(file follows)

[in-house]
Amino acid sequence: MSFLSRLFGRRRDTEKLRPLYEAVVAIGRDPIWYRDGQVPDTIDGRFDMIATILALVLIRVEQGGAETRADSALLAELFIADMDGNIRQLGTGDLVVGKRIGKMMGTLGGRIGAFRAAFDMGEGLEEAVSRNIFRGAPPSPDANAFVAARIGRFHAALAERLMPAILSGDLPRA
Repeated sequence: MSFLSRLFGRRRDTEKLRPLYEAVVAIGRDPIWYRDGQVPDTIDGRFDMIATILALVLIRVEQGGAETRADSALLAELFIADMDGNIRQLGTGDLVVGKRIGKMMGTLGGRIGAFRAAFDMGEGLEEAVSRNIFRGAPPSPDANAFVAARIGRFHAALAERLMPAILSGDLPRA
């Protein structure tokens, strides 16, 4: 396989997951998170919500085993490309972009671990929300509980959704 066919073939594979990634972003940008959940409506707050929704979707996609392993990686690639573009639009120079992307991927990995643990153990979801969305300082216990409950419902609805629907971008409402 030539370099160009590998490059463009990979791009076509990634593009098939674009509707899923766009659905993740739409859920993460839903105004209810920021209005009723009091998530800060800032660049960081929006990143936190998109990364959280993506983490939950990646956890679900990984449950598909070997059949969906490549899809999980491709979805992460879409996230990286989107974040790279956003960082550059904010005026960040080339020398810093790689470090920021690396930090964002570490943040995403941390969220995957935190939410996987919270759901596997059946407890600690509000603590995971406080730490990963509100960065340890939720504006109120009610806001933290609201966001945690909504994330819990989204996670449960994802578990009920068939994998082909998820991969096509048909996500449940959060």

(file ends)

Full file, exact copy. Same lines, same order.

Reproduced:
[in-house]
Amino acid sequence: MSFLSRLFGRRRDTEKLRPLYEAVVAIGRDPIWYRDGQVPDTIDGRFDMIATILALVLIRVEQGGAETRADSALLAELFIADMDGNIRQLGTGDLVVGKRIGKMMGTLGGRIGAFRAAFDMGEGLEEAVSRNIFRGAPPSPDANAFVAARIGRFHAALAERLMPAILSGDLPRA
Repeated sequence: MSFLSRLFGRRRDTEKLRPLYEAVVAIGRDPIWYRDGQVPDTIDGRFDMIATILALVLIRVEQGGAETRADSALLAELFIADMDGNIRQLGTGDLVVGKRIGKMMGTLGGRIGAFRAAFDMGEGLEEAVSRNIFRGAPPSPDANAFVAARIGRFHAALAERLMPAILSGDLPRA
């Protein structure tokens, strides 16, 4: 396989997951998170919500085993490309972009671990929300509980959704 066919073939594979990634972003940008959940409506707050929704979707996609392993990686690639573009639009120079992307991927990995643990153990979801969305300082216990409950419902609805629907971008409402 030539370099160009590998490059463009990979791009076509990634593009098939674009509707899923766009659905993740739409859920993460839903105004209810920021209005009723009091998530800060800032660049960081929006990143936190998109990364959280993506983490939950990646956890679900990984449950598909070997059949969906490549899809999980491709979805992460879409996230990286989107974040790279956003960082550059904010005026960040080339020398810093790689470090920021690396930090964002570490943040995403941390969220995957935190939410996987919270759901596997059946407890600690509000603590995971406080730490990963509100960065340890939720504006109120009610806001933290609201966001945690909504994330819990989204996670449960994802578990009920068939994998082909998820991969096509048909996500449940959060």